One of the greatest challenges to energy improvements is the financing needed to make those improvements. Conventional home improvement and business loans have such short terms (usually less than ten years) that the interest costs are often greater than the energy savings—making such loans hard to afford for most families and businesses. Also, it’s hard to justify putting money into a house if you’re not sure how long you’ll be there.
To address these concerns, a number of municipalities around the country are experimenting with a unique financing mechanism, referred to as Property-Assessed Clean Energy (PACE) financing or Clean Energy Assessment Districts (CEAD). The first places to implement these programs were Babylon, New York (on Long Island); Berkeley, California; Palm Desert, California; and Boulder County, Colorado. At least 16 states, including Vermont (the only state in New England) have legislation on the books that enable municipalities to create such programs.
Here’s how the PACE model works: A municipality comes up with a pool of money, typically through a municipal bond (though potentially through grants or other mechanisms). Residents are able to borrow from this pool of money at relatively low-interest loans to pay for approved renewable energy systems and energy efficiency improvements. The terms of these loans can be quite long, up to 20 years, and the loans are repaid through an additional line-item on the borrowers’ real estate tax bills. This last provision is the most unique aspect of PACE financing; it allows the loan to stay with the property if the property is sold (or the buyer to pay off the loan when the property is purchased).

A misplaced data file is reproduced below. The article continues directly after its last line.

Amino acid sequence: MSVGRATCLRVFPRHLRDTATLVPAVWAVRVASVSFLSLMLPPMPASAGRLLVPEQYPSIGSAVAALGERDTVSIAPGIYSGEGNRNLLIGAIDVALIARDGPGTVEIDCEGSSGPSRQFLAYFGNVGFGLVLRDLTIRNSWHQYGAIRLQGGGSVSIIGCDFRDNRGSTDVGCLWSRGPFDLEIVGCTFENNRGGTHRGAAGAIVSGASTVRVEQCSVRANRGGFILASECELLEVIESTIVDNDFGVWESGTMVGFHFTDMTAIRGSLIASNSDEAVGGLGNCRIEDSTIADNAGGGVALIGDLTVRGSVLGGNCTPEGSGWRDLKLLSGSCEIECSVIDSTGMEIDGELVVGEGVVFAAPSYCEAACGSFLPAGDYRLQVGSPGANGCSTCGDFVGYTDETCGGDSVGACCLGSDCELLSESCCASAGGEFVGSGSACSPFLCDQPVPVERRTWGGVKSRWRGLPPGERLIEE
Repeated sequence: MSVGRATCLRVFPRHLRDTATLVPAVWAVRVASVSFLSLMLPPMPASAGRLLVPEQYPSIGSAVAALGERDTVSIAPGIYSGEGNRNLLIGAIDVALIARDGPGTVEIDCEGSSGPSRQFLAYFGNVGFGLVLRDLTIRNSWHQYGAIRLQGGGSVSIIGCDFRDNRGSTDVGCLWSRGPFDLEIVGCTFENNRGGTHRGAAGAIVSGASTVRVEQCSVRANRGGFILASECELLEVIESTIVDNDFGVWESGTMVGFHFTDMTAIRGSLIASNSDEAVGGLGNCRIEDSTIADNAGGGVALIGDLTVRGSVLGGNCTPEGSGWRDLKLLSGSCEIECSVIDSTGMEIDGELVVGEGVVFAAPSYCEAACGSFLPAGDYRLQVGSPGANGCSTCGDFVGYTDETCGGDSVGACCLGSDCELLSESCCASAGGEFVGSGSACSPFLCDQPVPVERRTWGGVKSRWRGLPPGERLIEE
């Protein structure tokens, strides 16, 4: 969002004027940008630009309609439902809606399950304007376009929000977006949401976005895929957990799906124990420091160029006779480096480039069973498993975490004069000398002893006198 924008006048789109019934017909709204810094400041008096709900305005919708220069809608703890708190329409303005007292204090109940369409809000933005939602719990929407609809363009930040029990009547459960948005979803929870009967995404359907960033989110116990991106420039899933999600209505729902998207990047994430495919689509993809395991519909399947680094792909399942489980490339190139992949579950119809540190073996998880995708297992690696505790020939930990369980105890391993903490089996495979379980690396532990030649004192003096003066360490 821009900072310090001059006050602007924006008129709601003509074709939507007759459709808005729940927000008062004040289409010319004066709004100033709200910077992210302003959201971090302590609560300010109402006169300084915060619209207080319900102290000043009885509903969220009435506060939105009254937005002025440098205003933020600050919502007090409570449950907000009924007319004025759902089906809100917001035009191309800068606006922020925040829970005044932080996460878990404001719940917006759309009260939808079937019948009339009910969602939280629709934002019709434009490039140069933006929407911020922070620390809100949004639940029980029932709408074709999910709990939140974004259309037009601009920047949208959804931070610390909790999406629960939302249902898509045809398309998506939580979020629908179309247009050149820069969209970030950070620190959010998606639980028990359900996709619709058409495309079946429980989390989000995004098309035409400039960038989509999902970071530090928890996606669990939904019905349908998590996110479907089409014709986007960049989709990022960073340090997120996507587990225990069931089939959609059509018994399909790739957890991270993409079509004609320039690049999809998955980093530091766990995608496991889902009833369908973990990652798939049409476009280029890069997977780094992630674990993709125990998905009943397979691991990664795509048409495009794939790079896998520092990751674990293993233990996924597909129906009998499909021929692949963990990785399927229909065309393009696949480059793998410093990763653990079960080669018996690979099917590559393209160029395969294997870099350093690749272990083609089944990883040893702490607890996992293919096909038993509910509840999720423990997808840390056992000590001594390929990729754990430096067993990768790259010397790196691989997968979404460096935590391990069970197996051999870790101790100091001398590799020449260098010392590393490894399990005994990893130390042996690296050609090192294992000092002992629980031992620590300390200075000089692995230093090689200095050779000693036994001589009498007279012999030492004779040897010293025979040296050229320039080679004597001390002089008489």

With PACE financing, property owners can carry out a wide range of energy improvements, such as weatherization, insulation retrofits, and installation of solar energy systems, without an up-front cash outlay. The loan rates and terms are very attractive because the loans are being made not by a profit-based bank, but by a municipality. And in most cases the dollar savings from the energy retrofits will exceed the loan payment–so the improvements are cash-positive from day one.
Depending on the energy improvements, there may be additional tax incentives or rebates to make projects financed through a PACE program even more attractive.
Implementing a PACE financing program in a municipality does take some effort and management, though, making it more challenging in small towns. Somebody has to manage the logistics and keep the books. For this reason, PACE programs are likely to be implemented initially in larger municipalities where that bureaucratic infrastructure already exists. In rural areas there is potential for municipalities to work together regionally.
While enabling legislation varies from state to state, Vermont’s sets a $30,000 cap on property owner loans, specifies that the loan can total no more than 15% of a property’s assessed value, and limits the total of the PACE loan plus outstanding mortgage to no more than 90% of the assessed value.
Beyond the benefits to businesses and homeowners, PACE financing can benefit a region by injecting money into the local economy, creating jobs, and reducing the export of money out of the region to pay for fossil fuels and electricity.
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